Ian A. Nilsen

Patent Agent

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  • MSE (Materials Science and Engineering), University of Michigan, Ann Arbor, 2015
  • BS (Chemistry), Highest Honors and Distinction, University of Michigan, Ann Arbor, 2014

Qualifications

  • U.S. Patent and Trademark Office, Patent Agent, 2016

Ian A. Nilsen

Patent Agent

Ian A. Nilsen is a patent agent in the intellectual property transactions group. Ian assists with both strategic patent counseling and IP due diligence of pharmaceutical, chemical, and medical device companies. As part of IP due diligence, Ian analyzes both US and foreign patent prosecution, litigation, and licenses, as well as freedom-to-operate considerations. Prior to joining IPT, Ian prosecuted a docket of more than 500 pending and issued cases across a wide variety of technical areas including medical devices, pharmaceutical formulations, and computer software. Ian has also supported the IP litigation group with infringement reads and invalidity contentions for software and chemical cases in the PTAB, ITC, and district court.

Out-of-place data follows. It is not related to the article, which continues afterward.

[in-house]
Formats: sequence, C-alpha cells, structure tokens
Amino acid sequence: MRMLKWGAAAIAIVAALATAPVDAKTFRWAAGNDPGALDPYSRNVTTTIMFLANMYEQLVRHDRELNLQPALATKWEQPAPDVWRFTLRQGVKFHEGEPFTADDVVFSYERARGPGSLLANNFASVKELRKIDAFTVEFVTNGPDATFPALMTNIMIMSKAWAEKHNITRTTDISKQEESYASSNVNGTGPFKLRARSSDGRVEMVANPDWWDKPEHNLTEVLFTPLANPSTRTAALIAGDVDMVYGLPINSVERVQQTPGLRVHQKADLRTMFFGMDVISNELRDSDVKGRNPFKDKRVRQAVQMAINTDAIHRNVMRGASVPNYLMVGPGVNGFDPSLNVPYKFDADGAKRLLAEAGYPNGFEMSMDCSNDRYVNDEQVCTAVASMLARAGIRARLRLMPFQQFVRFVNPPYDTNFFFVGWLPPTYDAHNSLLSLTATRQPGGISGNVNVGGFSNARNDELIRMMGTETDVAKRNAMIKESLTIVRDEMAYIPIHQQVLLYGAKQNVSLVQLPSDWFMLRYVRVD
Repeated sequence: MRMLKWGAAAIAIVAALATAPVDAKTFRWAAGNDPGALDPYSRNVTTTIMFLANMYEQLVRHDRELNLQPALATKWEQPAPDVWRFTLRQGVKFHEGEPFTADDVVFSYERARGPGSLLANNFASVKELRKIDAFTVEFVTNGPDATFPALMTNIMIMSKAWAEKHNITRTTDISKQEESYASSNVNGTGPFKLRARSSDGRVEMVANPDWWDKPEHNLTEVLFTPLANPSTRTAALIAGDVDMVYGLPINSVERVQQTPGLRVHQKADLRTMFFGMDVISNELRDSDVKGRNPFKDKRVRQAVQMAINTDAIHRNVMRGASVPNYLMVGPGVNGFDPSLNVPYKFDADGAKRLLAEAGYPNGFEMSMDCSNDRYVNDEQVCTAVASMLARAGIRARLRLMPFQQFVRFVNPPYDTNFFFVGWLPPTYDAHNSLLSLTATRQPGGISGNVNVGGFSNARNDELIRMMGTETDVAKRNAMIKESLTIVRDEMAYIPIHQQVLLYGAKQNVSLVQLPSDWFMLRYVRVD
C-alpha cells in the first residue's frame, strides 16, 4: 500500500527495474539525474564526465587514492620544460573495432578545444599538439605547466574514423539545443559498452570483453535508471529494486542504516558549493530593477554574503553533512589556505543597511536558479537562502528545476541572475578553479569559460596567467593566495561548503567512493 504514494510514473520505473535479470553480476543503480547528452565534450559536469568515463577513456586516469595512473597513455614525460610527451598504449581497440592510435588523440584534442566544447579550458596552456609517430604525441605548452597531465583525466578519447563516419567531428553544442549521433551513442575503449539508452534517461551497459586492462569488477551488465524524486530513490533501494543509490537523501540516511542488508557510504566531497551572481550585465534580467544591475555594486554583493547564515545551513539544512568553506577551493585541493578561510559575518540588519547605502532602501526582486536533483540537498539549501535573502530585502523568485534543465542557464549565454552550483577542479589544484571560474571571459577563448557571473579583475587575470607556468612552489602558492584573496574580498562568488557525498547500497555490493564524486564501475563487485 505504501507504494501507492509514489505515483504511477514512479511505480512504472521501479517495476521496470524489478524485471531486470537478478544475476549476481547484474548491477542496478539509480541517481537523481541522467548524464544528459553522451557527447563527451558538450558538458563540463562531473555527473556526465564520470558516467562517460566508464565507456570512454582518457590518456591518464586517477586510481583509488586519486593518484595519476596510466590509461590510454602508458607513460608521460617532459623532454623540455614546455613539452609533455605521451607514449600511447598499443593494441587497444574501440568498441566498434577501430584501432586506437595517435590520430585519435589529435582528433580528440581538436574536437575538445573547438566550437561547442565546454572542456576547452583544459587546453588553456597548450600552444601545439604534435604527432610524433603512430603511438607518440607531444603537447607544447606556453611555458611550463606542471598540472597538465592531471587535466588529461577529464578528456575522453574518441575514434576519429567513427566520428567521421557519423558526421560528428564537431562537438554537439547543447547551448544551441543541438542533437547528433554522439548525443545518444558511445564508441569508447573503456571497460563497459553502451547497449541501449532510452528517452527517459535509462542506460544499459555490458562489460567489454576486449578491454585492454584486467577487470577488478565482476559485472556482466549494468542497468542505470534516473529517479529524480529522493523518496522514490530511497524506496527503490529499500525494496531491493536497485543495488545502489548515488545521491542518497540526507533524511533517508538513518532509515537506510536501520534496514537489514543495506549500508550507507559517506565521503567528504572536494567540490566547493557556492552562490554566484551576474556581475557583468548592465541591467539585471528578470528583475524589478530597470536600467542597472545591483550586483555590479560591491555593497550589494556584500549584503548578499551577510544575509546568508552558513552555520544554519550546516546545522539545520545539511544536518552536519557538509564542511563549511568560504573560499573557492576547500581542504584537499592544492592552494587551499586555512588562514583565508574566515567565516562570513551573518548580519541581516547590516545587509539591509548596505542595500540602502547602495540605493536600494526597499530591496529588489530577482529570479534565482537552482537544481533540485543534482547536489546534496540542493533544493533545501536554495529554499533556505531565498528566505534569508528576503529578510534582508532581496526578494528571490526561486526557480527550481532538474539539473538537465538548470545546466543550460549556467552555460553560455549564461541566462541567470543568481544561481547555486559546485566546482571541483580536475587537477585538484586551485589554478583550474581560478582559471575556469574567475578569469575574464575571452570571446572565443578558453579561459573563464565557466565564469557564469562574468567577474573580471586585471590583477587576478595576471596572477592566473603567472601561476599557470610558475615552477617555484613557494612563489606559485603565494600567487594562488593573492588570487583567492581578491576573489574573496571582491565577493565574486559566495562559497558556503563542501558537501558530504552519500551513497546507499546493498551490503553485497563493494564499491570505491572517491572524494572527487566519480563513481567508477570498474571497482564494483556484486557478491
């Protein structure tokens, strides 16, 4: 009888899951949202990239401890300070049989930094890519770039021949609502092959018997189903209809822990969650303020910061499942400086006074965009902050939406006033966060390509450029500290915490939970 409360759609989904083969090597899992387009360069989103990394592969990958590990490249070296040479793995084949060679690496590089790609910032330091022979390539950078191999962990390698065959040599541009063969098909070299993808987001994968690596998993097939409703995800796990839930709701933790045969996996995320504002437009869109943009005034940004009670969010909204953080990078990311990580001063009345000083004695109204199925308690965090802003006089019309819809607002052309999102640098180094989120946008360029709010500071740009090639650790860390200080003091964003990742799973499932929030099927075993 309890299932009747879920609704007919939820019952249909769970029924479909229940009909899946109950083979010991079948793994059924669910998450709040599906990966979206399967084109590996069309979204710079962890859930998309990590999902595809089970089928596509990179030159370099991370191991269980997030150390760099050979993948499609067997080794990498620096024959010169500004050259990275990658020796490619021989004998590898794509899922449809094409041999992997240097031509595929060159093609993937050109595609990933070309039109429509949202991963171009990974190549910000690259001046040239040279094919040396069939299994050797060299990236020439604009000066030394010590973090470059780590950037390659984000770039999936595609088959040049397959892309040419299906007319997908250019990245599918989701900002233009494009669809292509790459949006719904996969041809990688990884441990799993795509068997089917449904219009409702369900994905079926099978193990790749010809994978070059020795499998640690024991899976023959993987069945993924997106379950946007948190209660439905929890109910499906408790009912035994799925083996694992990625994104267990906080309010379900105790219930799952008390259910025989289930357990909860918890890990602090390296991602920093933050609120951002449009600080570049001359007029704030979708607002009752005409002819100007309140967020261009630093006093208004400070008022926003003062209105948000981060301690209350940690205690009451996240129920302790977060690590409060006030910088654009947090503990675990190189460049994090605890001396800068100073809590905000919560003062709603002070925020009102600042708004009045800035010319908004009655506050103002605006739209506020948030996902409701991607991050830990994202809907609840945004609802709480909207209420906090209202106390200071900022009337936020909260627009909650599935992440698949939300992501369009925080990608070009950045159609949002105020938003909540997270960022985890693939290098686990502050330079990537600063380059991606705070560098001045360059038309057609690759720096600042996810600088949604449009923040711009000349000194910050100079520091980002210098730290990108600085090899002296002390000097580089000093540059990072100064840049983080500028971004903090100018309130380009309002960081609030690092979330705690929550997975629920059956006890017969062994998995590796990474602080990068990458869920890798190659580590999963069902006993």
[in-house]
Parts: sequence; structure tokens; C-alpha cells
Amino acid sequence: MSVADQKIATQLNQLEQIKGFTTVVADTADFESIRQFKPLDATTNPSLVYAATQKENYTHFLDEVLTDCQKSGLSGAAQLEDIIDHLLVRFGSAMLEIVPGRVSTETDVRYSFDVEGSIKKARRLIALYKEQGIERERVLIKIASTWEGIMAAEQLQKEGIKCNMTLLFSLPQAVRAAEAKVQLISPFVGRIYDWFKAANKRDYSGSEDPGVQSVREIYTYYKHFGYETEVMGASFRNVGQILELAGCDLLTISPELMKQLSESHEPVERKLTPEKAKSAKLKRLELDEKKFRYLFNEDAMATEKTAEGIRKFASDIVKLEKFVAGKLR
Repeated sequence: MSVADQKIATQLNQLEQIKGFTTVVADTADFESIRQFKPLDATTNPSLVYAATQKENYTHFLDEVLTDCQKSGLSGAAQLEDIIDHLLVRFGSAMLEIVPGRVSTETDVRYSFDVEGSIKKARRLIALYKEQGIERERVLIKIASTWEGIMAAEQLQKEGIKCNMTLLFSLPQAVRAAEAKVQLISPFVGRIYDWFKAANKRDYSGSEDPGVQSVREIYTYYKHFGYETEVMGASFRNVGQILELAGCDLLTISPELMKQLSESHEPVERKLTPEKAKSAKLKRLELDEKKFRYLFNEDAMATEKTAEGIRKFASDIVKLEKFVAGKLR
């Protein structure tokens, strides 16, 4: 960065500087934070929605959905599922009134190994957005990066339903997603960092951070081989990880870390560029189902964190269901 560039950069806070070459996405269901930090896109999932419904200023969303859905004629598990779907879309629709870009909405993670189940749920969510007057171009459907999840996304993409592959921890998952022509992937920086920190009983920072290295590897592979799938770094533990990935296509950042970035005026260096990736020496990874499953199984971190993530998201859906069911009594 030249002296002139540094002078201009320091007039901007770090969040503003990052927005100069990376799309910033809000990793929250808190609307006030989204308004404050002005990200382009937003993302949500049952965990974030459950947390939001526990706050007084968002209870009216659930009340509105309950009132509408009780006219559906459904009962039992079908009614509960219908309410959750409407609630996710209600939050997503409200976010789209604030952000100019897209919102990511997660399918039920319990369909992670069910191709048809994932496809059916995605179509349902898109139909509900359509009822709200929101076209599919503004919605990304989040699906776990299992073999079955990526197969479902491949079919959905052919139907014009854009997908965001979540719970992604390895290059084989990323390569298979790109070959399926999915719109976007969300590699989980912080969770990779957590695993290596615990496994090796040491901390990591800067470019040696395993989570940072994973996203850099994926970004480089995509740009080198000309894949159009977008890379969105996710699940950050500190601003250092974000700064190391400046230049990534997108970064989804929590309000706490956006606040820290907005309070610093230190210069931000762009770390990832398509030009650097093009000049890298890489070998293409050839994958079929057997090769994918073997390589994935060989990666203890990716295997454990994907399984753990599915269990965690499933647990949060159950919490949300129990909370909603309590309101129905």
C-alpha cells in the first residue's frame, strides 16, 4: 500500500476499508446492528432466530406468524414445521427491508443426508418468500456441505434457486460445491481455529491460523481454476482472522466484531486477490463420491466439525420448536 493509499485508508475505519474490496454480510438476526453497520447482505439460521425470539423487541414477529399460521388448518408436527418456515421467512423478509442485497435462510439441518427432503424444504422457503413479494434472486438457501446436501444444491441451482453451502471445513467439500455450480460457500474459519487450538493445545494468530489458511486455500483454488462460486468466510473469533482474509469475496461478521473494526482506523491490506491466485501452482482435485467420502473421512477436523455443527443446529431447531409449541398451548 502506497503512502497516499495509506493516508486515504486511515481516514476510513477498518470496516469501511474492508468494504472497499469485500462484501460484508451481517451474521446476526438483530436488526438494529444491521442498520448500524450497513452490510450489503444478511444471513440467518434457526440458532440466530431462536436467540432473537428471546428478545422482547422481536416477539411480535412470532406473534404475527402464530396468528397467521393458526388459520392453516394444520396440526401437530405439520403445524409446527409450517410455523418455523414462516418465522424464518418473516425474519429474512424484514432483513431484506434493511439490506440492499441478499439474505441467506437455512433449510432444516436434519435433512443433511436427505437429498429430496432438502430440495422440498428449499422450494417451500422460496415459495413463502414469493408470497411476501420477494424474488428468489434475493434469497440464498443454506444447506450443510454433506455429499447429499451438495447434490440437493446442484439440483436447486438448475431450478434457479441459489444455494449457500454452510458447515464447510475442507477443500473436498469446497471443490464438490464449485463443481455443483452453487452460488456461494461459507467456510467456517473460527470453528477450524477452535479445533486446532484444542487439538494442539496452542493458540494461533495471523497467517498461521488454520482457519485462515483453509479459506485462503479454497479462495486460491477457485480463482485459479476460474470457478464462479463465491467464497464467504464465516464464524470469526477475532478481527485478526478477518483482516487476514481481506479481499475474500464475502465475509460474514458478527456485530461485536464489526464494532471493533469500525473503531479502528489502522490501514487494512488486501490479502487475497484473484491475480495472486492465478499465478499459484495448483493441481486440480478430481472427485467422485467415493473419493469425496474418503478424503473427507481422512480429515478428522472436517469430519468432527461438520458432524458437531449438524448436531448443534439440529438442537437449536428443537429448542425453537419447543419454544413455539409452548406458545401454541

Prior to joining the firm, Ian was an analytical operations intern at Genentech, working on high-throughput assays for screening methionine oxidized monoclonal antibodies. As an undergraduate, Ian investigated the properties of small molecules using novel ultrafast laser spectroscopy techniques. One specific study, published in the Journal of Chemical Physics, involved comparing the frequency of an observed torsional mode of a molecular-scale rotor with quantum mechanical simulations in solvents of various size and dielectric constant. Ian’s Masters research focused on highly mismatched III-V semiconductor alloys for use in thermoelectric and optical applications. As part of this research, Ian implemented large-scale simulations on supercomputers at the National Energy Research Scientific Computing Center (NERSC) to determine how band gaps and dielectric properties evolved with changes in the alloy composition.

 

Publications

  • Nilsen et al., “Monitoring equilibrium reaction dynamics of a nearly barrierless molecular rotor using ultrafast vibrational echoes,” J. Chem. Phys. 141, 134313 (2014)